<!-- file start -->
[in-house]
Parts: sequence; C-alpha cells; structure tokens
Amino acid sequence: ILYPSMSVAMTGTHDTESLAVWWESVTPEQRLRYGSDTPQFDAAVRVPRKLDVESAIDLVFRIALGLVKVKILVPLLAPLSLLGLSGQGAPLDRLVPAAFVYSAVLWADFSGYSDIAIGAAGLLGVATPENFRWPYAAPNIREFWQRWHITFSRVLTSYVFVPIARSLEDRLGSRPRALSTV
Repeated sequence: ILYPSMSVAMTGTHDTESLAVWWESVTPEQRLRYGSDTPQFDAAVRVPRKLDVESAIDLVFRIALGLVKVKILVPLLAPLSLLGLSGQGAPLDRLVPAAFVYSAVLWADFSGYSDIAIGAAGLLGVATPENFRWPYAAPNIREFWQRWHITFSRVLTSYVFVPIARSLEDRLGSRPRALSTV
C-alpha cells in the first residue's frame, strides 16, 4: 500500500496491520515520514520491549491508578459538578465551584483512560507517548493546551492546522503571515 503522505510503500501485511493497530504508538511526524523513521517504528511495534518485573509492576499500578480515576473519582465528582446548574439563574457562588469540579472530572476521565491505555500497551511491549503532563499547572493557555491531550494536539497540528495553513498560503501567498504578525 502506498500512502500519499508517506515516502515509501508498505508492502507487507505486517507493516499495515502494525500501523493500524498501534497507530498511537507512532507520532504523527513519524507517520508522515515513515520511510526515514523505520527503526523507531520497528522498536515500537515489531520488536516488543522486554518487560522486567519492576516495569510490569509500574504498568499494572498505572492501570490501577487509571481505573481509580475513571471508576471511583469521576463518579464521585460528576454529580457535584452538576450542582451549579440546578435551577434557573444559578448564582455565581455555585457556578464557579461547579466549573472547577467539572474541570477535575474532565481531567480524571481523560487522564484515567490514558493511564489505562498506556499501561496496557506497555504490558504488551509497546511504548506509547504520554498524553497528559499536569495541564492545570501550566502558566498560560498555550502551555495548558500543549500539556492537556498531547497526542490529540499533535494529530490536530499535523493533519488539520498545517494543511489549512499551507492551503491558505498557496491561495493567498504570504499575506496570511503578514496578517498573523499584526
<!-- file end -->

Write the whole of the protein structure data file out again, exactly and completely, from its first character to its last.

[in-house]
Parts: sequence; C-alpha cells; structure tokens
Amino acid sequence: ILYPSMSVAMTGTHDTESLAVWWESVTPEQRLRYGSDTPQFDAAVRVPRKLDVESAIDLVFRIALGLVKVKILVPLLAPLSLLGLSGQGAPLDRLVPAAFVYSAVLWADFSGYSDIAIGAAGLLGVATPENFRWPYAAPNIREFWQRWHITFSRVLTSYVFVPIARSLEDRLGSRPRALSTV
Repeated sequence: ILYPSMSVAMTGTHDTESLAVWWESVTPEQRLRYGSDTPQFDAAVRVPRKLDVESAIDLVFRIALGLVKVKILVPLLAPLSLLGLSGQGAPLDRLVPAAFVYSAVLWADFSGYSDIAIGAAGLLGVATPENFRWPYAAPNIREFWQRWHITFSRVLTSYVFVPIARSLEDRLGSRPRALSTV
C-alpha cells in the first residue's frame, strides 16, 4: 500500500496491520515520514520491549491508578459538578465551584483512560507517548493546551492546522503571515 503522505510503500501485511493497530504508538511526524523513521517504528511495534518485573509492576499500578480515576473519582465528582446548574439563574457562588469540579472530572476521565491505555500497551511491549503532563499547572493557555491531550494536539497540528495553513498560503501567498504578525 502506498500512502500519499508517506515516502515509501508498505508492502507487507505486517507493516499495515502494525500501523493500524498501534497507530498511537507512532507520532504523527513519524507517520508522515515513515520511510526515514523505520527503526523507531520497528522498536515500537515489531520488536516488543522486554518487560522486567519492576516495569510490569509500574504498568499494572498505572492501570490501577487509571481505573481509580475513571471508576471511583469521576463518579464521585460528576454529580457535584452538576450542582451549579440546578435551577434557573444559578448564582455565581455555585457556578464557579461547579466549573472547577467539572474541570477535575474532565481531567480524571481523560487522564484515567490514558493511564489505562498506556499501561496496557506497555504490558504488551509497546511504548506509547504520554498524553497528559499536569495541564492545570501550566502558566498560560498555550502551555495548558500543549500539556492537556498531547497526542490529540499533535494529530490536530499535523493533519488539520498545517494543511489549512499551507492551503491558505498557496491561495493567498504570504499575506496570511503578514496578517498573523499584526